Study: Today’s Climate Change Happening 10x Faster Than Any Ever Recorded

The world's climate is changing 10 times faster than at any other point in the past 65 million years, Stanford researchers say.
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    Skyscrapers are obscure by heavy haze in Beijing, China, Sunday, Jan. 13, 2013. People refused to venture outdoors and buildings disappeared into Beijing's murky skyline on Sunday as the capital's air quality went off the index.(AP Photo/Ng Han Guan)

    Skyscrapers are obscure by heavy haze in Beijing, China, Sunday, Jan. 13, 2013. (AP Photo/Ng Han Guan)

    The world’s climate is changing 10 times faster than at any other point in the past 65 million years, Stanford climate scientists Noah Diffenbaugh and Chris Field have found in a new study published in Science.

    If climate change continues at this pace, temperatures will jump 5 to 6 degrees Celsius by the end of the century, placing ecosystems and species around the world under severe strain and forcing them into a struggle for survival, the researchers find.

    The study — a review of scientific literature on climate change — shows that the world is not only going through one of the greatest climate shifts in the past 65 million years but is hurtling towards this warming at a troubling speed.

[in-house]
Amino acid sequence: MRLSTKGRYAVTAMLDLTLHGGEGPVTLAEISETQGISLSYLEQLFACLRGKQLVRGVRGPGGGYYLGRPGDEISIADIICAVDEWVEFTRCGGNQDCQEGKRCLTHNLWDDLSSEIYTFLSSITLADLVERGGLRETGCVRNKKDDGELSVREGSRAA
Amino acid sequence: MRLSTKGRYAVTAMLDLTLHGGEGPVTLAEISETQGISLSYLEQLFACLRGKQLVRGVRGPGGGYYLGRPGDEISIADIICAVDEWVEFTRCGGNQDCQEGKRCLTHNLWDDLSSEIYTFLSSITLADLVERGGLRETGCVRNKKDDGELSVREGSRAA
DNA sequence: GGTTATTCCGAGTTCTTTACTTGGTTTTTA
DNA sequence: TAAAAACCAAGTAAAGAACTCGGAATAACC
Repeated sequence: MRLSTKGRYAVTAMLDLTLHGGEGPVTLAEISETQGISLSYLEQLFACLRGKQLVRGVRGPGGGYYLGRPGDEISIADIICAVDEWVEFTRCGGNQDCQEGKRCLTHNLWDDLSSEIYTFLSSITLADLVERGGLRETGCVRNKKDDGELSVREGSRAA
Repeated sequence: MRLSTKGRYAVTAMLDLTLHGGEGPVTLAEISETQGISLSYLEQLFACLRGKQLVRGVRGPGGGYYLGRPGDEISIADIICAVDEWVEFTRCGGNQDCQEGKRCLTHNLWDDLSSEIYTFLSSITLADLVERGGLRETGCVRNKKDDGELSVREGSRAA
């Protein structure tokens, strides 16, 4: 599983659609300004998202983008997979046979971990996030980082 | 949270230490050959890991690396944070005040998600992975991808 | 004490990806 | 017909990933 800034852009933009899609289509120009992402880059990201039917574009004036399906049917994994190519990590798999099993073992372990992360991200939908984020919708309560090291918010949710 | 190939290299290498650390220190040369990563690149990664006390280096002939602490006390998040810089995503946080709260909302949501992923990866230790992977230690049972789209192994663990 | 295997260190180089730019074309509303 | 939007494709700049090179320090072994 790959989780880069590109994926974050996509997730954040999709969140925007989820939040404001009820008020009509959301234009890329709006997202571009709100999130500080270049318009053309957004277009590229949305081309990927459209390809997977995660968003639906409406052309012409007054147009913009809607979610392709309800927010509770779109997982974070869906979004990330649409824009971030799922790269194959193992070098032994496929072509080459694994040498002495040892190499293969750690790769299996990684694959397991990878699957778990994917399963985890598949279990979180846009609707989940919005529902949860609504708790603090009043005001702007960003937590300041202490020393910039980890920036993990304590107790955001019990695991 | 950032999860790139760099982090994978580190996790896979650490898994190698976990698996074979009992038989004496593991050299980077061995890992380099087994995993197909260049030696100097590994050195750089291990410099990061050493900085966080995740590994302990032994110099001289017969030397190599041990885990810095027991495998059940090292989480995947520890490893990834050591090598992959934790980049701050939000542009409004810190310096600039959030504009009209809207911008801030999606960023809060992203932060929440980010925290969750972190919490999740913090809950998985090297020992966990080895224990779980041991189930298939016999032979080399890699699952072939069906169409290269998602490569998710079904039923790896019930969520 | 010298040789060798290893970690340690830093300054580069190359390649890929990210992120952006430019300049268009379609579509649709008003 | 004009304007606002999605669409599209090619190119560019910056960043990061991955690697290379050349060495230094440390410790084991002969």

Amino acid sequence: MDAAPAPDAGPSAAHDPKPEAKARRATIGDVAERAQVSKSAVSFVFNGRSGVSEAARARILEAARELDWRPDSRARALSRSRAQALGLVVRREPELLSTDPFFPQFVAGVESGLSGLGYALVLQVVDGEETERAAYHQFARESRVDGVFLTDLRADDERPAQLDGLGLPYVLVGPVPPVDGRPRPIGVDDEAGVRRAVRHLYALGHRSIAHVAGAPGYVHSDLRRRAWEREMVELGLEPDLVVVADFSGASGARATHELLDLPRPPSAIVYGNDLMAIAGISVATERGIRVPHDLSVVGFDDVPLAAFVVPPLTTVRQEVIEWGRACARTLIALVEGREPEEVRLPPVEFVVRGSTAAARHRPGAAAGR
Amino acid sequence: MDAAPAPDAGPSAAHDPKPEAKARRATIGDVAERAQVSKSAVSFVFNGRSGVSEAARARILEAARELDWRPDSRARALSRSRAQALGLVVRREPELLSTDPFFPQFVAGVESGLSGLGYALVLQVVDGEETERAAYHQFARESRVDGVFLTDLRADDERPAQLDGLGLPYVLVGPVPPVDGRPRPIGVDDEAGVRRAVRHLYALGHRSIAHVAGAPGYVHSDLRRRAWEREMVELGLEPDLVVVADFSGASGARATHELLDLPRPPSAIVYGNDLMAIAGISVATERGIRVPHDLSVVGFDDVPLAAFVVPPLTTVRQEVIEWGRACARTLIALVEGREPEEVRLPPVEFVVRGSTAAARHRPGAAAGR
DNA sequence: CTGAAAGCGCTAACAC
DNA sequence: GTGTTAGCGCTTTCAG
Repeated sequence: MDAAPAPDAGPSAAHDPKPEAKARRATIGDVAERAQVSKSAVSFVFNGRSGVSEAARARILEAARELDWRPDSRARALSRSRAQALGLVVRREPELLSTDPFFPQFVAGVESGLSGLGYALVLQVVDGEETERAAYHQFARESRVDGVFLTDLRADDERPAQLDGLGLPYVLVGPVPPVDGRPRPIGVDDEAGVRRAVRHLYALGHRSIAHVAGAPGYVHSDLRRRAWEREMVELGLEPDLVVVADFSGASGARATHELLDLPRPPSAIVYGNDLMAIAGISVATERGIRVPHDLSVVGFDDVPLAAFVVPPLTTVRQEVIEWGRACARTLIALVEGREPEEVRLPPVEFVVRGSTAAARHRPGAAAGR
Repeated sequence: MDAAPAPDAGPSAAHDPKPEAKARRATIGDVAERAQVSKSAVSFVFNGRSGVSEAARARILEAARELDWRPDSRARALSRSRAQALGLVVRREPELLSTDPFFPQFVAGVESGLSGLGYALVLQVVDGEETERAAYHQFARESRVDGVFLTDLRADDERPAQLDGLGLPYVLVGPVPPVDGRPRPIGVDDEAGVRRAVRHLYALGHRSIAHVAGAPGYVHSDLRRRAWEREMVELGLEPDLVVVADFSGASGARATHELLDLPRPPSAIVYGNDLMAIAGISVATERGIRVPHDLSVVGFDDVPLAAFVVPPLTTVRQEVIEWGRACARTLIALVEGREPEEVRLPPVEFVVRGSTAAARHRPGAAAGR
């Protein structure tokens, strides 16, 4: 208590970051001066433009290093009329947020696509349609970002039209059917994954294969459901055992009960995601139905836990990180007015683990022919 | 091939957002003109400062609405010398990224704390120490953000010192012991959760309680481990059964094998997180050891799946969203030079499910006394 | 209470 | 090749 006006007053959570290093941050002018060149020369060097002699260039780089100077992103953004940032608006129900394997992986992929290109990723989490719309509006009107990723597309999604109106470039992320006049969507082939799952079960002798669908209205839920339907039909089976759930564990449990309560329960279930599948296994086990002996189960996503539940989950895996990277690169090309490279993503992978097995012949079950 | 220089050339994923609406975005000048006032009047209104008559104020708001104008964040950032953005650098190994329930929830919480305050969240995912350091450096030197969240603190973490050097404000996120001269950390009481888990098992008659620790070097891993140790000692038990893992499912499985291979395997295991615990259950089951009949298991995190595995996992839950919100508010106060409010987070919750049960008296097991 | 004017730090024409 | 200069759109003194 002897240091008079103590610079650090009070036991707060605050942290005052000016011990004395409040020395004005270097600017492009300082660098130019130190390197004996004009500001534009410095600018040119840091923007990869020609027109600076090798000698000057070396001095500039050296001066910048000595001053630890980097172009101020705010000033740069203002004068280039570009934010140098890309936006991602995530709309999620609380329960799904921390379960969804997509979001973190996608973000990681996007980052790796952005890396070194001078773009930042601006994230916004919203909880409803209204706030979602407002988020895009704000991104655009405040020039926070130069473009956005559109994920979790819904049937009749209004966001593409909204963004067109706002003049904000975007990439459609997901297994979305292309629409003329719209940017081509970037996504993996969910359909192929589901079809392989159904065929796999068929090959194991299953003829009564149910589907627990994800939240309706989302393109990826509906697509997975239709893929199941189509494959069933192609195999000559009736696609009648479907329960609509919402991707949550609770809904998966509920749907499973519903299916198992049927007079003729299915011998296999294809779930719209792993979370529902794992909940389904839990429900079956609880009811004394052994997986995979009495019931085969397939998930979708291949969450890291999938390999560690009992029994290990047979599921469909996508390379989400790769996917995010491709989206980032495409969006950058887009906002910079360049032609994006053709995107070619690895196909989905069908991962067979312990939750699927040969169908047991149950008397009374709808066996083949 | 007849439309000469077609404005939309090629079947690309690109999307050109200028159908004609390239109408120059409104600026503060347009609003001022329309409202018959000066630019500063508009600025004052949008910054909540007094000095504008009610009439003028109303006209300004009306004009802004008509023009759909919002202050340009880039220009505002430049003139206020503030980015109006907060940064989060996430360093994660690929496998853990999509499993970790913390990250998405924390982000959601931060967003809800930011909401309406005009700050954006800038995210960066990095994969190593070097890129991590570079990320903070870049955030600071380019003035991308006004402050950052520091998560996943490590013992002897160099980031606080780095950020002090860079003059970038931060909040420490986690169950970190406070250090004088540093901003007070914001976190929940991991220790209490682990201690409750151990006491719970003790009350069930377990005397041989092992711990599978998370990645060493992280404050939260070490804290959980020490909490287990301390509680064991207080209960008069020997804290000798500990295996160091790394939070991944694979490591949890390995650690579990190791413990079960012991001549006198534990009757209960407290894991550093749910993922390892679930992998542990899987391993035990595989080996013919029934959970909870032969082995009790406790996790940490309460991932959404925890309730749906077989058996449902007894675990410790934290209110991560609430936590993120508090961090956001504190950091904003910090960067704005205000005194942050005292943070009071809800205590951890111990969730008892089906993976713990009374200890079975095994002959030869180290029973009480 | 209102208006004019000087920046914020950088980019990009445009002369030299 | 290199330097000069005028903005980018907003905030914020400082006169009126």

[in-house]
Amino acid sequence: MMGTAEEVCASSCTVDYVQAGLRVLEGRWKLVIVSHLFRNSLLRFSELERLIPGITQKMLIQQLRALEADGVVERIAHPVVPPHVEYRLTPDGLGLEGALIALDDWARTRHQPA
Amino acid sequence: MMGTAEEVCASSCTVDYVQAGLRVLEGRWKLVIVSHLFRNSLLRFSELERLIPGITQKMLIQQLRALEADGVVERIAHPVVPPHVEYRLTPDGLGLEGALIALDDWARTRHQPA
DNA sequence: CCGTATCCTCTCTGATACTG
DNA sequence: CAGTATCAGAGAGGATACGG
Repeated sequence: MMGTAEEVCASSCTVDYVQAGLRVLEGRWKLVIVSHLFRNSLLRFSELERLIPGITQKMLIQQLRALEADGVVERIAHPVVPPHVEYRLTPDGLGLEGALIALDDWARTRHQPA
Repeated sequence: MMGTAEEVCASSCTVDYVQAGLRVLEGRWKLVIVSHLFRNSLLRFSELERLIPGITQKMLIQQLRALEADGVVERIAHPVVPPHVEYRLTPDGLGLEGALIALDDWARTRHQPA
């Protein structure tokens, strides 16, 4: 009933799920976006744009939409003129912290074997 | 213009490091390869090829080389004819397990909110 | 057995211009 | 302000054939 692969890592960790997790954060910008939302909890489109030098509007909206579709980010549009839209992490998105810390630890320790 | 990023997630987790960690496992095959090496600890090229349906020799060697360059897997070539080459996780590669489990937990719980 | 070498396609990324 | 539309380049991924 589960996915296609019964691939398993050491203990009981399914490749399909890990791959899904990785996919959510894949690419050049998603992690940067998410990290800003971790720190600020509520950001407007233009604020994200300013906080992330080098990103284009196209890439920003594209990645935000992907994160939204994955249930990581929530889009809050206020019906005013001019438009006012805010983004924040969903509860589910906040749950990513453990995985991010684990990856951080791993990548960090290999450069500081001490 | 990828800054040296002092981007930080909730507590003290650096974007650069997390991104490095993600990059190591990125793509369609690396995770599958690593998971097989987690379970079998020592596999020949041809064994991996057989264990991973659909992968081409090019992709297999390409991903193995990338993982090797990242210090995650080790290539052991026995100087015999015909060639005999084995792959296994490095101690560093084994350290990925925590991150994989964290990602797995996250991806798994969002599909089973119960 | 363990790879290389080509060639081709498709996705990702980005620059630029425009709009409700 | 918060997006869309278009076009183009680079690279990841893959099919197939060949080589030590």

“We know from past changes that ecosystems have responded to a few degrees of global temperature change over thousands of years,” Noah Diffenbaugh, an associate professor of environmental Earth system science, told Stanford News. “But the unprecedented trajectory that we’re on now is forcing that change to occur over decades. That’s orders of magnitude faster, and we’re already seeing that some species are challenged by that rate of change.”

    The alarming study comes as international climate scientists reveal in a new article also in Science that climate change is already having an impact on the spread of infectious diseases across the world, in most cases resulting in an “increase of disease and parasitism,” University of Georgia Professor Sonia Altizer, lead author of the study, told Sustainable UGA.

    As global warming changes ecosystems across the world, disease hosts, as well as parasites, undergo changes as well. For example, as temperatures climb in the Arctic, parasites develop more quickly. Such changes allow certain species, including a type of lungworm that feeds on muskoxen, to spread more quickly over longer periods during the summer season, leading to greater infection rates for their hosts.

    This article originally was published at Common Dreams

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